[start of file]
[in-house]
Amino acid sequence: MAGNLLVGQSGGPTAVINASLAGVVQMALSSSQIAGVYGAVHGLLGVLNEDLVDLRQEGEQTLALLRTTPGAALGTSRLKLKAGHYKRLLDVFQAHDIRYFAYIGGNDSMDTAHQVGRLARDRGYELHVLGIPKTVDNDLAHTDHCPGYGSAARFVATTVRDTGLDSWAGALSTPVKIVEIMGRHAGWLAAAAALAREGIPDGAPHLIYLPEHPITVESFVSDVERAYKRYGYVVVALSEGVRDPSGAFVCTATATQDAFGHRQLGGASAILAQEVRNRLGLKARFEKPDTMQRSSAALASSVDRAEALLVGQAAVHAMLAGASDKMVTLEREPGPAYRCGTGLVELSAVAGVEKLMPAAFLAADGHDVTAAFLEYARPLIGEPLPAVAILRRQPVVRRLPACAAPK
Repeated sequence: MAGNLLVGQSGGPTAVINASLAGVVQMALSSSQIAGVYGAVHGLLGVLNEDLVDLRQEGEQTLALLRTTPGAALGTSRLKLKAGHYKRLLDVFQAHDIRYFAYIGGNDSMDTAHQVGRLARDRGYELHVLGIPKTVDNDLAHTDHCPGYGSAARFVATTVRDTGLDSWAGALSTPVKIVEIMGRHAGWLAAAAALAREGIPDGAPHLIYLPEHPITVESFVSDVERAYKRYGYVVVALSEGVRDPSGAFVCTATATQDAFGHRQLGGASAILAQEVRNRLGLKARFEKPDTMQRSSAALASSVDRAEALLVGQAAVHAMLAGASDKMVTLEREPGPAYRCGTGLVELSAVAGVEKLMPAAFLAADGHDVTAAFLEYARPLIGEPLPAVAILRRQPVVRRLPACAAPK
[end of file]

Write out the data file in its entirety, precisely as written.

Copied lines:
[in-house]
Amino acid sequence: MAGNLLVGQSGGPTAVINASLAGVVQMALSSSQIAGVYGAVHGLLGVLNEDLVDLRQEGEQTLALLRTTPGAALGTSRLKLKAGHYKRLLDVFQAHDIRYFAYIGGNDSMDTAHQVGRLARDRGYELHVLGIPKTVDNDLAHTDHCPGYGSAARFVATTVRDTGLDSWAGALSTPVKIVEIMGRHAGWLAAAAALAREGIPDGAPHLIYLPEHPITVESFVSDVERAYKRYGYVVVALSEGVRDPSGAFVCTATATQDAFGHRQLGGASAILAQEVRNRLGLKARFEKPDTMQRSSAALASSVDRAEALLVGQAAVHAMLAGASDKMVTLEREPGPAYRCGTGLVELSAVAGVEKLMPAAFLAADGHDVTAAFLEYARPLIGEPLPAVAILRRQPVVRRLPACAAPK
Repeated sequence: MAGNLLVGQSGGPTAVINASLAGVVQMALSSSQIAGVYGAVHGLLGVLNEDLVDLRQEGEQTLALLRTTPGAALGTSRLKLKAGHYKRLLDVFQAHDIRYFAYIGGNDSMDTAHQVGRLARDRGYELHVLGIPKTVDNDLAHTDHCPGYGSAARFVATTVRDTGLDSWAGALSTPVKIVEIMGRHAGWLAAAAALAREGIPDGAPHLIYLPEHPITVESFVSDVERAYKRYGYVVVALSEGVRDPSGAFVCTATATQDAFGHRQLGGASAILAQEVRNRLGLKARFEKPDTMQRSSAALASSVDRAEALLVGQAAVHAMLAGASDKMVTLEREPGPAYRCGTGLVELSAVAGVEKLMPAAFLAADGHDVTAAFLEYARPLIGEPLPAVAILRRQPVVRRLPACAAPK